A common complaint among teachers is that when students raise their arms past horizontal, they lift their shoulders. The shoulder muscles that attach at the ribcage in the back of the armpit area (the teres major, teres minor, and serratus anterior) work to anchor and elevate the heavy arm. You can find them by lifting your arm a bit to the side and reaching under the arm to feel around at the tip of the shoulder blade. To enhance the feeling, lift and lower your shoulders. Learning to operate the arms from this area prevents the upper shoulders (the upper trapezius muscles) from dominating the movement. Plank exercises, especially when done on the forearms, promote strength in this area.
All dancers want to appear larger than life onstage, and a big part of presentation is being able to project. When dancers hear the commands “Open the chest” or “Bring your shoulders back,” they may either splay the ribs in front or pinch the shoulder blades together. Accomplished dancers know to use the middle and low trapezius muscles, which essentially “tack down” the shoulder blades against the ribcage, opening the chest and lifting the face toward the light. (A sunken chest tends to pull the face down, away from the light.) These muscles are difficult to see or feel unless they are well developed (see Exercise 3, “Visualize, Observe, Exercise”).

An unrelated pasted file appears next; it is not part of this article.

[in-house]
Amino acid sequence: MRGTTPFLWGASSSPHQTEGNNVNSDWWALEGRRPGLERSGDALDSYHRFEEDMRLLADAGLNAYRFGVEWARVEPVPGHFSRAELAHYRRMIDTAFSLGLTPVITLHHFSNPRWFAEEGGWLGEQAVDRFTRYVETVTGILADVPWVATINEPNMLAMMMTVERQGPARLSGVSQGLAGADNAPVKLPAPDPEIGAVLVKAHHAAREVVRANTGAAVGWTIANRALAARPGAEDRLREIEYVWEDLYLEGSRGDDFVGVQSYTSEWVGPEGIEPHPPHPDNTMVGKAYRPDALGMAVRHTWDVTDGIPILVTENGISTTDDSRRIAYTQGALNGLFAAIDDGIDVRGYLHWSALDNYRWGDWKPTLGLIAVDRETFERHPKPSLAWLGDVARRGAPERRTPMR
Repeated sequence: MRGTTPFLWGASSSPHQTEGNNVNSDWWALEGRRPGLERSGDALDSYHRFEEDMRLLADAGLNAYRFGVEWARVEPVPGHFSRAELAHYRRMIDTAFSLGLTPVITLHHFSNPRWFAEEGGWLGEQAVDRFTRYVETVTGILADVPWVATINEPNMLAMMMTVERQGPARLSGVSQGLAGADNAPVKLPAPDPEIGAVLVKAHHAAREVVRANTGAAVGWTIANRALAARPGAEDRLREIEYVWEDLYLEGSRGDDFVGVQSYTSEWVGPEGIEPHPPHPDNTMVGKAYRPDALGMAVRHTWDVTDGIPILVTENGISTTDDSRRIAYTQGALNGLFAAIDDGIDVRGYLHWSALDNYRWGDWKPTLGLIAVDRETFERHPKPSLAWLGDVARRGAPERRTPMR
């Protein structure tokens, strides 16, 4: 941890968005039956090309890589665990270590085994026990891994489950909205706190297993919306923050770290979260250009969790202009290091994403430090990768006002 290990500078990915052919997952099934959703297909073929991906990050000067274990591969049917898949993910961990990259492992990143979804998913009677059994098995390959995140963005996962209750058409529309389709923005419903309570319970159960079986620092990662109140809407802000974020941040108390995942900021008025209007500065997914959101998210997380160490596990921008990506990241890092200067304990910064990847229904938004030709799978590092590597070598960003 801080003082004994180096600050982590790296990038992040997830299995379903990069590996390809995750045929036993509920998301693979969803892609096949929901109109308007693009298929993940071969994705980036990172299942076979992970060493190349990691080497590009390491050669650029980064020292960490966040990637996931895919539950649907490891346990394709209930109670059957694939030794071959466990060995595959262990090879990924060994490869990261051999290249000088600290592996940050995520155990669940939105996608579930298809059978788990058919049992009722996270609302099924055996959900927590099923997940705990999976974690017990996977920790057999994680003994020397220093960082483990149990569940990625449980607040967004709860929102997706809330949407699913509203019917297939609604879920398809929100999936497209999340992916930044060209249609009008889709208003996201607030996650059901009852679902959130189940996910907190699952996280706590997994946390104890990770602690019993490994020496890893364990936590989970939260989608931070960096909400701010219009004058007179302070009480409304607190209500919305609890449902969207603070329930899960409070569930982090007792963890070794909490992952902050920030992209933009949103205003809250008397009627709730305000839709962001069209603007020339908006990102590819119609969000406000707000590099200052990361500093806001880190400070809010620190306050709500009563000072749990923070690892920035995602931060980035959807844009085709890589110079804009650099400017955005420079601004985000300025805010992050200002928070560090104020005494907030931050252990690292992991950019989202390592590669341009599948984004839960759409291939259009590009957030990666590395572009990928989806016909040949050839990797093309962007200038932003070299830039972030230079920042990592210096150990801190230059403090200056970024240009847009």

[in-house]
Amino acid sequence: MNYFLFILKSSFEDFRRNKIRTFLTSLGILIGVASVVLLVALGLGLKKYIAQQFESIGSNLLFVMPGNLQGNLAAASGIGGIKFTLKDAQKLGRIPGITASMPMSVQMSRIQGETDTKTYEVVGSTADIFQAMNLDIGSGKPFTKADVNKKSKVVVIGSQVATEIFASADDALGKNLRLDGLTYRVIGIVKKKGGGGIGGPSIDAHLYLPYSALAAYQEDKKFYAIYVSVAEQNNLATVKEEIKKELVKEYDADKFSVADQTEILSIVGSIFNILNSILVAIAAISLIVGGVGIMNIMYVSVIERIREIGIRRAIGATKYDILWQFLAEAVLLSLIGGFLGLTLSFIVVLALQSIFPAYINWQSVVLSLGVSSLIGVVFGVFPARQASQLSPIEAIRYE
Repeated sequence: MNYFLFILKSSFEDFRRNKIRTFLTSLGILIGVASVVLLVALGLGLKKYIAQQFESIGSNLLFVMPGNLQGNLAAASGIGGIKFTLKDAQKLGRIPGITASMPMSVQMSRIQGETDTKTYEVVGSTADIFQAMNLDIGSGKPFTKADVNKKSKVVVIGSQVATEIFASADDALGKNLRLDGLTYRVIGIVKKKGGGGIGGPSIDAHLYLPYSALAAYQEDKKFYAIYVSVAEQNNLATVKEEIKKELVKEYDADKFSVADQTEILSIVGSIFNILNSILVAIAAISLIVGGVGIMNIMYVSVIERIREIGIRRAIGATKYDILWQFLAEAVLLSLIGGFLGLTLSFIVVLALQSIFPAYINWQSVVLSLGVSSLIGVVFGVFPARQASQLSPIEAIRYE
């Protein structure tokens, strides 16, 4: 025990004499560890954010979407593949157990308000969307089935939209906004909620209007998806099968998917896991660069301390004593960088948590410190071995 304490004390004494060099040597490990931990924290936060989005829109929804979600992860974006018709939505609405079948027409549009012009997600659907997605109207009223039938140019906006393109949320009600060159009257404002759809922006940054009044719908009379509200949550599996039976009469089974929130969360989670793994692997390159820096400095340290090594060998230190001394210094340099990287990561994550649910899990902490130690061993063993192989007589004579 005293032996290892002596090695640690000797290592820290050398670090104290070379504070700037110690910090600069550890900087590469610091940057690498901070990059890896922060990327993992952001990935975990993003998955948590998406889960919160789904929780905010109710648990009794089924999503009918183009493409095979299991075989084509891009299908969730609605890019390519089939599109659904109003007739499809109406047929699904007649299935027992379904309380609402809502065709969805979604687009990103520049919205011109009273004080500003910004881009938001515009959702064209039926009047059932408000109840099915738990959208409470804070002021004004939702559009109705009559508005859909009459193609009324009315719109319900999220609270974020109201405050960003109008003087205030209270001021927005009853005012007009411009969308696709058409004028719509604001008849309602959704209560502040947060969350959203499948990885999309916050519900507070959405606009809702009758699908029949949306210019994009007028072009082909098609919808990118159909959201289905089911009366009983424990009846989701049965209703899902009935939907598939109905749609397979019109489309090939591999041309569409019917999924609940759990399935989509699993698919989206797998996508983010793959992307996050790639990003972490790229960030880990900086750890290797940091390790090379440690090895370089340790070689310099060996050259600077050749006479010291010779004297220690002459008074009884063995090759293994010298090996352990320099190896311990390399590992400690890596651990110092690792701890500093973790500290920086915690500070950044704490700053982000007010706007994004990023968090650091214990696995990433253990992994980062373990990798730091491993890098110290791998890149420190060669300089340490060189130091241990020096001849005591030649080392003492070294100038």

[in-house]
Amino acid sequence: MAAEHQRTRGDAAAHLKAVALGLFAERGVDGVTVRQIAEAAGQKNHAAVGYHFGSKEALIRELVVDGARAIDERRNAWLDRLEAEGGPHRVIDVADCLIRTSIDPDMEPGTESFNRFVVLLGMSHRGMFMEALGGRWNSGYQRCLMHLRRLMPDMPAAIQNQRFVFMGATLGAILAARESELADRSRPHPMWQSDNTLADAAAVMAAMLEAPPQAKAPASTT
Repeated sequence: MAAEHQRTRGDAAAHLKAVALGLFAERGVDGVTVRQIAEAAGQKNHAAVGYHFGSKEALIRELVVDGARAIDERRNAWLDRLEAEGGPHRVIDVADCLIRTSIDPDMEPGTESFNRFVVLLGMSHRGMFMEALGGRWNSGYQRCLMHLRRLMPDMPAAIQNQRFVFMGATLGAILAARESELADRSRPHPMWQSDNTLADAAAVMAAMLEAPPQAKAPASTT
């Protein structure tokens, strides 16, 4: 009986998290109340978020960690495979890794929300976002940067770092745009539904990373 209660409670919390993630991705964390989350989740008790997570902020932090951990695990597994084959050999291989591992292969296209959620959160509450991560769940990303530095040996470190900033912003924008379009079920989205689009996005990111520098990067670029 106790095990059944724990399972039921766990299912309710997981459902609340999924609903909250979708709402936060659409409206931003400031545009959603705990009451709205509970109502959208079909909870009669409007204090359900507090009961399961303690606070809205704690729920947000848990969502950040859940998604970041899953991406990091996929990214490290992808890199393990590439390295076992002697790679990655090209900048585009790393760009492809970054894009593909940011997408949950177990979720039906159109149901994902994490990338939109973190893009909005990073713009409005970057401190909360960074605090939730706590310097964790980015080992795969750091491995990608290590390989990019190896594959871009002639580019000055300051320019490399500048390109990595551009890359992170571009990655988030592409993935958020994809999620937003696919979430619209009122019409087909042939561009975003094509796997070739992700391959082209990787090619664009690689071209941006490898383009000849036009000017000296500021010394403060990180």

Teachers often tell students not to let their elbows sag, which results in “chicken arms,” but they need to teach them to engage the triceps, the muscles on the back of the upper arm. A common triceps exercise in fitness training is the kickback. The upper arm is held parallel to the floor, and the elbow is bent and straightened while holding a weight in the hand.
The kickback is not enough for dancers, who need to engage the long head of the triceps that originates in the armpit; that’s what gives that floating-arms effect we like. Two Thera-Band exercises (see Exercises 1 and 2, “Visualize, Observe, Exercise”) promote the use of the triceps in dance. Doing these simple exercises before class can enhance sensation in the arms and boost coordination in combinations.
Alignment of the face and neck
If the upper-core foundation is intact, the head and neck will float on top of the shoulders. Teachers may give the command to not look down, which is good advice since the rest of the body will follow where the eyes go. Also, for optimal mechanics in turns and elevation in jumps, the weight of the head must be over the center of gravity in the pelvis.
What we say to students makes a big difference in how corrections are implemented; see “New Ways to Correct” for new approaches. Take these tips into the classroom and you and your students will be exhilarated and inspired by the improvements in their port de bras.
I have faith in you.
Visualize, Observe, Exercise
Visualize: Arms développé
Imagine starting from one imaginary back hip pocket and breathing out into the opposite armpit, like you’re filling a balloon with air. Imagine a golden ring passing around the upper arm, elbow, forearm, wrist, and then the palm. You’re sure to see a beautifully shaped and elevated arm.